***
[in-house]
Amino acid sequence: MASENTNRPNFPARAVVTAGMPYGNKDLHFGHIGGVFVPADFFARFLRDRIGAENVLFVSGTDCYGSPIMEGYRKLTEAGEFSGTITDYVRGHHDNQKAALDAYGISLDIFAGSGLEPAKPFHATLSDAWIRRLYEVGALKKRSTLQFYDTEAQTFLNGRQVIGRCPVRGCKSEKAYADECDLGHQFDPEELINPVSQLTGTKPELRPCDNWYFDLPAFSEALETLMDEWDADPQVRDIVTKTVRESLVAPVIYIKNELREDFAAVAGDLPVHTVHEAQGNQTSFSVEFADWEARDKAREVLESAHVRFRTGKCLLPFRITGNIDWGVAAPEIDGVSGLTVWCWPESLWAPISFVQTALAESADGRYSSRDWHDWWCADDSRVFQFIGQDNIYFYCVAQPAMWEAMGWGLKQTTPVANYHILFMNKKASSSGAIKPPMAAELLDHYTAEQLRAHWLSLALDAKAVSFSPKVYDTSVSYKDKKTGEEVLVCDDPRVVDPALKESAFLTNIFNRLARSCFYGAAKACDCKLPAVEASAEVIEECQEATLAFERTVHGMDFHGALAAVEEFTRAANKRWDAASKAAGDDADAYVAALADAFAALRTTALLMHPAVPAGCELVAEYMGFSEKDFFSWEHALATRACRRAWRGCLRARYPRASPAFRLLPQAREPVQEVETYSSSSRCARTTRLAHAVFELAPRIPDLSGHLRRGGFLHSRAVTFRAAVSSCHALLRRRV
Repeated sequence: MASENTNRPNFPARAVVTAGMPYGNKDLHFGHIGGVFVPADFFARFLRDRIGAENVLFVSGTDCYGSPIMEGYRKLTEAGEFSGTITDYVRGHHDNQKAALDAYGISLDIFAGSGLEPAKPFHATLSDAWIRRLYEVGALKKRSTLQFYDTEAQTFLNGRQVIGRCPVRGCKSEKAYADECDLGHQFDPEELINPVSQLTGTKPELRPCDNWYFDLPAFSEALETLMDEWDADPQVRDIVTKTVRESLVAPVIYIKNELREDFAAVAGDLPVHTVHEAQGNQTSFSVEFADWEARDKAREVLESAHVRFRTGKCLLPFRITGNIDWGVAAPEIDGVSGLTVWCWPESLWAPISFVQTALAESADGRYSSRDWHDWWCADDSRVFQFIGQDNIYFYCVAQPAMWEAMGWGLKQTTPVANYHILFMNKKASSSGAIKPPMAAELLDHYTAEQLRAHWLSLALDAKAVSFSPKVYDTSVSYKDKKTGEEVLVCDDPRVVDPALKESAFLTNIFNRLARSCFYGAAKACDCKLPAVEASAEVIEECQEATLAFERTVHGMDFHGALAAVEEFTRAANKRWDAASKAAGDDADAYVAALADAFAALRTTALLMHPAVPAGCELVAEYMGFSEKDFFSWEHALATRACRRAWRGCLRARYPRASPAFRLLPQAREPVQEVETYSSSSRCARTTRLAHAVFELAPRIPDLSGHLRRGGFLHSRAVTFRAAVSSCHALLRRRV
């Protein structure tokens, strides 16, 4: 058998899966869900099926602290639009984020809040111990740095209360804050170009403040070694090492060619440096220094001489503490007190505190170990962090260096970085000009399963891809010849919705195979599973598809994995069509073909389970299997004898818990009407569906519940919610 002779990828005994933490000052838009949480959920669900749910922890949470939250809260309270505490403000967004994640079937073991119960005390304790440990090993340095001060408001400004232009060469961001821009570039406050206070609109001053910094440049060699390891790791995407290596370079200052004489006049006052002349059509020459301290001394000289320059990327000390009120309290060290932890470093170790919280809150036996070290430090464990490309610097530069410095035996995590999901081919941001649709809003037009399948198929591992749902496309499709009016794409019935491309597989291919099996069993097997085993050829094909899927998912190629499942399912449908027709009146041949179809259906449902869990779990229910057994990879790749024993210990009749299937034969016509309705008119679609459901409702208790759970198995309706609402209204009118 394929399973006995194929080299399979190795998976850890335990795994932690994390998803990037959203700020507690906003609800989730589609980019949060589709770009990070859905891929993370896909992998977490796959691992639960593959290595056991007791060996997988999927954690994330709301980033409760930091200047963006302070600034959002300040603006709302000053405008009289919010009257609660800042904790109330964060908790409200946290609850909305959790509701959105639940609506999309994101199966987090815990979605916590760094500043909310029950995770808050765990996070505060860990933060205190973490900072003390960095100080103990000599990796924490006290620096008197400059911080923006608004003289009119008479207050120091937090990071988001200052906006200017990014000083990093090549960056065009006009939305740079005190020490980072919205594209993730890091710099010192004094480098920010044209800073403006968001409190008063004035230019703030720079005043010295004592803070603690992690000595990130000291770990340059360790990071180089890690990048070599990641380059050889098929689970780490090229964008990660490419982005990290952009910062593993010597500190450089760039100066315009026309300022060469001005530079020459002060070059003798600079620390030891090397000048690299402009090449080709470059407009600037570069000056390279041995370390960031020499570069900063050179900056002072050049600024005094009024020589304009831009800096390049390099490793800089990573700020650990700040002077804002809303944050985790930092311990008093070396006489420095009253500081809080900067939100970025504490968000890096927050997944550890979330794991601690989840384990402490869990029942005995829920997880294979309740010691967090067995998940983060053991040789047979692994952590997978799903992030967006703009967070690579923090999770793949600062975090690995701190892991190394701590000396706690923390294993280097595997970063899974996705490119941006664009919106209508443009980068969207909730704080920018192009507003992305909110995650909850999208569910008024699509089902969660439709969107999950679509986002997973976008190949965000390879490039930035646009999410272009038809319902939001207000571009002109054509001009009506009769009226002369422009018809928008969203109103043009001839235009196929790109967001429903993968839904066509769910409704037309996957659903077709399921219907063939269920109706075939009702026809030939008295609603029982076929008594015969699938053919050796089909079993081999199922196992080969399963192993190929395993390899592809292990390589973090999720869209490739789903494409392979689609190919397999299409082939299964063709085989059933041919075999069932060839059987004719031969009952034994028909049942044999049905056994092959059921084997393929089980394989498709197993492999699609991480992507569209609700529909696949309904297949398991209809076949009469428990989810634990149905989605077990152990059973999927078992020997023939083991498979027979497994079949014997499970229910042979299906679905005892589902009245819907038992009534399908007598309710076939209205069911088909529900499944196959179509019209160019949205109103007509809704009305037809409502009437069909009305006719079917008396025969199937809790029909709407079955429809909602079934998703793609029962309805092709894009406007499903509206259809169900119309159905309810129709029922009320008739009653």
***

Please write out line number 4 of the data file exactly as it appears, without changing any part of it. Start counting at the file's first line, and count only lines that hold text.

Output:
């Protein structure tokens, strides 16, 4: 058998899966869900099926602290639009984020809040111990740095209360804050170009403040070694090492060619440096220094001489503490007190505190170990962090260096970085000009399963891809010849919705195979599973598809994995069509073909389970299997004898818990009407569906519940919610 002779990828005994933490000052838009949480959920669900749910922890949470939250809260309270505490403000967004994640079937073991119960005390304790440990090993340095001060408001400004232009060469961001821009570039406050206070609109001053910094440049060699390891790791995407290596370079200052004489006049006052002349059509020459301290001394000289320059990327000390009120309290060290932890470093170790919280809150036996070290430090464990490309610097530069410095035996995590999901081919941001649709809003037009399948198929591992749902496309499709009016794409019935491309597989291919099996069993097997085993050829094909899927998912190629499942399912449908027709009146041949179809259906449902869990779990229910057994990879790749024993210990009749299937034969016509309705008119679609459901409702208790759970198995309706609402209204009118 394929399973006995194929080299399979190795998976850890335990795994932690994390998803990037959203700020507690906003609800989730589609980019949060589709770009990070859905891929993370896909992998977490796959691992639960593959290595056991007791060996997988999927954690994330709301980033409760930091200047963006302070600034959002300040603006709302000053405008009289919010009257609660800042904790109330964060908790409200946290609850909305959790509701959105639940609506999309994101199966987090815990979605916590760094500043909310029950995770808050765990996070505060860990933060205190973490900072003390960095100080103990000599990796924490006290620096008197400059911080923006608004003289009119008479207050120091937090990071988001200052906006200017990014000083990093090549960056065009006009939305740079005190020490980072919205594209993730890091710099010192004094480098920010044209800073403006968001409190008063004035230019703030720079005043010295004592803070603690992690000595990130000291770990340059360790990071180089890690990048070599990641380059050889098929689970780490090229964008990660490419982005990290952009910062593993010597500190450089760039100066315009026309300022060469001005530079020459002060070059003798600079620390030891090397000048690299402009090449080709470059407009600037570069000056390279041995370390960031020499570069900063050179900056002072050049600024005094009024020589304009831009800096390049390099490793800089990573700020650990700040002077804002809303944050985790930092311990008093070396006489420095009253500081809080900067939100970025504490968000890096927050997944550890979330794991601690989840384990402490869990029942005995829920997880294979309740010691967090067995998940983060053991040789047979692994952590997978799903992030967006703009967070690579923090999770793949600062975090690995701190892991190394701590000396706690923390294993280097595997970063899974996705490119941006664009919106209508443009980068969207909730704080920018192009507003992305909110995650909850999208569910008024699509089902969660439709969107999950679509986002997973976008190949965000390879490039930035646009999410272009038809319902939001207000571009002109054509001009009506009769009226002369422009018809928008969203109103043009001839235009196929790109967001429903993968839904066509769910409704037309996957659903077709399921219907063939269920109706075939009702026809030939008295609603029982076929008594015969699938053919050796089909079993081999199922196992080969399963192993190929395993390899592809292990390589973090999720869209490739789903494409392979689609190919397999299409082939299964063709085989059933041919075999069932060839059987004719031969009952034994028909049942044999049905056994092959059921084997393929089980394989498709197993492999699609991480992507569209609700529909696949309904297949398991209809076949009469428990989810634990149905989605077990152990059973999927078992020997023939083991498979027979497994079949014997499970229910042979299906679905005892589902009245819907038992009534399908007598309710076939209205069911088909529900499944196959179509019209160019949205109103007509809704009305037809409502009437069909009305006719079917008396025969199937809790029909709407079955429809909602079934998703793609029962309805092709894009406007499903509206259809169900119309159905309810129709029922009320008739009653």